After hours of driving through the Saharan desert, out of nowhere appears a lake. We’ve reached the Fayoum Oasis, so famously described in Paulo Coelho’s The Alchemist. Lush palm trees guide us to Tunis Village, a tiny village on a hill, with beautiful vistas of the water, where nearly every family practices the craft of ceramics.
We arrive to the studio and home of Rawiya, a woman whose name means “she who tells the story.” After an obligatory piping hot cup of mint tea ―of course, served in her own handmade mugs― she gives us the tour. She shows us the main studio space where she works on her pottery wheel, her daughter’s ceramics work adorns the walls. Between her studio and the garden is an open-air space with the kiln, where all her ceramics get their final firing. There’s another pottery wheel set up in the shade of a towering palm tree, for her siblings to work on in the breeze. Her home is right next to her studio space. She is obviously in her element as she shows us around.
While the entire village practices pottery throwing, Rawiya has developed her own distinctive style, often using blue on a neutral base, freehanding designs in glaze loosely based on traditional Arabic calligraphy.
It took a lot of hard work for her to become the ceramics artist she is today. There were many obstacles for her to conquer, one of which being that in her traditional village women were not expected to work. In Rawiya’s words: “Work is important for a woman because it makes her feel independent. When I work, I feel I have a personality.”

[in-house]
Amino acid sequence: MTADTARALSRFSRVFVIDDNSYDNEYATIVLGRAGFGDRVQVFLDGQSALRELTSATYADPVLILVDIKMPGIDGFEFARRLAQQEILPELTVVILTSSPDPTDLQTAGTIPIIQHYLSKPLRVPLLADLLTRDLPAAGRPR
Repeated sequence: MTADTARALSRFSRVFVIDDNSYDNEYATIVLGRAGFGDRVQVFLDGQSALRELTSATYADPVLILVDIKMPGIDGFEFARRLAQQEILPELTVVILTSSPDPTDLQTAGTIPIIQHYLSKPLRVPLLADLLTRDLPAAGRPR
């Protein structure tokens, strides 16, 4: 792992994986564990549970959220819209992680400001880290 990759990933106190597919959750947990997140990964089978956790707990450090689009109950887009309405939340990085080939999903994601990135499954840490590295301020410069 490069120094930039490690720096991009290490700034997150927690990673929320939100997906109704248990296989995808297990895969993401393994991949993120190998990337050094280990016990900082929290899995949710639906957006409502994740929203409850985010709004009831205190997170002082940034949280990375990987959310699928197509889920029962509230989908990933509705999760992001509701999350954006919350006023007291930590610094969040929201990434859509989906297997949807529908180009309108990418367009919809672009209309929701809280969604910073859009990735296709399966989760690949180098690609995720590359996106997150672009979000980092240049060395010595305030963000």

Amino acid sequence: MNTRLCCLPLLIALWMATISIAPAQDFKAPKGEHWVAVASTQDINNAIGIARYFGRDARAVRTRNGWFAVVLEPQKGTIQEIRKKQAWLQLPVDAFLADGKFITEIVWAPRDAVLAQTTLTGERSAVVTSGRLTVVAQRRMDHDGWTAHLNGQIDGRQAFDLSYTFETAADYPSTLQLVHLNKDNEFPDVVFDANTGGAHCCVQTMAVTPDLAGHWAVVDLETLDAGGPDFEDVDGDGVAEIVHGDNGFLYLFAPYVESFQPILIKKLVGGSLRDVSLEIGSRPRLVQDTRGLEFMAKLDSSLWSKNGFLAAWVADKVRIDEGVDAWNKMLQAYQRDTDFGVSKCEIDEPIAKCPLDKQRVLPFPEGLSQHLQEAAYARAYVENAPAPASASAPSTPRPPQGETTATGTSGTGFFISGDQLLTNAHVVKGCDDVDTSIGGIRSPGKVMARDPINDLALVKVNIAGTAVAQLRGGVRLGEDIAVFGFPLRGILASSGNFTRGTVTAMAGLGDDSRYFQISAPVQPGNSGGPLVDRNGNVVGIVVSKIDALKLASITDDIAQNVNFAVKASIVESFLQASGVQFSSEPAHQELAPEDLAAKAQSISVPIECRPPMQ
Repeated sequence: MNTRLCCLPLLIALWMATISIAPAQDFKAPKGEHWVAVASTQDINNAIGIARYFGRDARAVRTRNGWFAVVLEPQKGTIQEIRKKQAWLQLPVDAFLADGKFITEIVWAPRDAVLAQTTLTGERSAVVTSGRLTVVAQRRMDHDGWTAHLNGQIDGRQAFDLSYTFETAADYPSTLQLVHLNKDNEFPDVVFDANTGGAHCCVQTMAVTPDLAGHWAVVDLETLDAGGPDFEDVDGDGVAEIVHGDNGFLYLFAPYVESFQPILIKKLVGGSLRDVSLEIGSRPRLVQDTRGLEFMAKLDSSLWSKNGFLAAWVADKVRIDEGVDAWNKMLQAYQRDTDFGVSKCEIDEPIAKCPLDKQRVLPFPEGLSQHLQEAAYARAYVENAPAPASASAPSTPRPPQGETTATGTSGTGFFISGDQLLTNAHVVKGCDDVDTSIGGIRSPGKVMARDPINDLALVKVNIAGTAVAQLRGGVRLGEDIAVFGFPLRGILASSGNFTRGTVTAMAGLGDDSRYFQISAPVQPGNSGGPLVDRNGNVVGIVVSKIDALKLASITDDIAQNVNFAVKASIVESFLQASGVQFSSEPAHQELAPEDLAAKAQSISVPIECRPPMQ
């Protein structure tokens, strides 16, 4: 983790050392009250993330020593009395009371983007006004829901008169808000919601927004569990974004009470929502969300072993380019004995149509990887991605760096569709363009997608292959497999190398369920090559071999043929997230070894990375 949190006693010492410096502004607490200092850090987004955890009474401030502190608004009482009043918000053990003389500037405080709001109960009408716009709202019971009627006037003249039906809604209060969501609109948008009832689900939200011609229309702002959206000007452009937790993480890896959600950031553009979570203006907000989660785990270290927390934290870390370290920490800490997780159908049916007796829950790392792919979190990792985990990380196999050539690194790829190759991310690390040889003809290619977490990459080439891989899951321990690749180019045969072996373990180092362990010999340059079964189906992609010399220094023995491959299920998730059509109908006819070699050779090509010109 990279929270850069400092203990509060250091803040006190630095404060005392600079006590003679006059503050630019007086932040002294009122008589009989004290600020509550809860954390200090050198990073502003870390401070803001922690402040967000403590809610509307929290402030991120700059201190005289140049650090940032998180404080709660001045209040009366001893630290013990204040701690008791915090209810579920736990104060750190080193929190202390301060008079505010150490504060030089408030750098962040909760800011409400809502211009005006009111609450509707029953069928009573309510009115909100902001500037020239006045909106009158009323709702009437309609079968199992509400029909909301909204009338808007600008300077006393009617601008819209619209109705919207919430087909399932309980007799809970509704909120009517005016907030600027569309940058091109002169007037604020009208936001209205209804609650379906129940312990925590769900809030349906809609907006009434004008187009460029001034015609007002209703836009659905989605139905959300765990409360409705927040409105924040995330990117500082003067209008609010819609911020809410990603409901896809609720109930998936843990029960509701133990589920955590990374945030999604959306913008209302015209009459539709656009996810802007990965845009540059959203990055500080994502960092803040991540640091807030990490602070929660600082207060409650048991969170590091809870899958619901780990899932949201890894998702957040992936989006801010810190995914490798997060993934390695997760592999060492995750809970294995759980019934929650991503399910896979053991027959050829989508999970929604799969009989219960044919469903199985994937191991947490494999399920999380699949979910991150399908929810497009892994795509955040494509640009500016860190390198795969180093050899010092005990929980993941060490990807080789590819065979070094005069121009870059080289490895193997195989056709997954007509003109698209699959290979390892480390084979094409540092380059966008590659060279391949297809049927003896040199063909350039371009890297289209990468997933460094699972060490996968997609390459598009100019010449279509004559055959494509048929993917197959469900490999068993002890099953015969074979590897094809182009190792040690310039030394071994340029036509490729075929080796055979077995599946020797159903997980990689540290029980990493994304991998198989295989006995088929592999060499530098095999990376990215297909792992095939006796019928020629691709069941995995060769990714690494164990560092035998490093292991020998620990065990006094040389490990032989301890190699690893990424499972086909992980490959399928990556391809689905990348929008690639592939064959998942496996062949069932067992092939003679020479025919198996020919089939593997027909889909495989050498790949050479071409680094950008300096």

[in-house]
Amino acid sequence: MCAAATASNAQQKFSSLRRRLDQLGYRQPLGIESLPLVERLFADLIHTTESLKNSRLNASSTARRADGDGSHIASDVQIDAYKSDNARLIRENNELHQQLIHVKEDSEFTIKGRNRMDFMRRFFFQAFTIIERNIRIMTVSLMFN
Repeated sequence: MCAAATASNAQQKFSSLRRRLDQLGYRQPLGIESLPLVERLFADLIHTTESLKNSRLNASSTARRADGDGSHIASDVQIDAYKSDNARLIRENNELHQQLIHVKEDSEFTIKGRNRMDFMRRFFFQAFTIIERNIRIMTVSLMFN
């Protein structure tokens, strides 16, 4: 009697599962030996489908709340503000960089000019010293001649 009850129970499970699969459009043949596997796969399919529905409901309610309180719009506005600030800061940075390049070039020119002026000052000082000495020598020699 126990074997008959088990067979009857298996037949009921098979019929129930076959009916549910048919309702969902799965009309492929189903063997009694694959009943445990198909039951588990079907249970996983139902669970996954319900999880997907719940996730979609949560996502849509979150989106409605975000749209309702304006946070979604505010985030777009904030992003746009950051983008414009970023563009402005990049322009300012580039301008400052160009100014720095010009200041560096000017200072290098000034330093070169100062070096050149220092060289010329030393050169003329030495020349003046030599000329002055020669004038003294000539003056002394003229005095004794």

When she started her own ceramics studio, she received a lot of pushback from other artisans. How could a woman-run studio compete with them? This gave her even more motivation to succeed. After her father’s death, Rawiya took on the responsibility to provide for her mother and three younger siblings. With time, she taught her younger siblings her craft, and saved enough money to help them open their own studio.
She laughs that the one main requirement she had for her husband before their marriage, was that he would allow her to continue her craft. After all the challenges she had faced, she did not want her marriage to end it all. He not only allowed her to continue her work, he encouraged her and even joined her studio.
She is now an inspiration to the village, and because of her success, other families are allowing their daughters to work as well.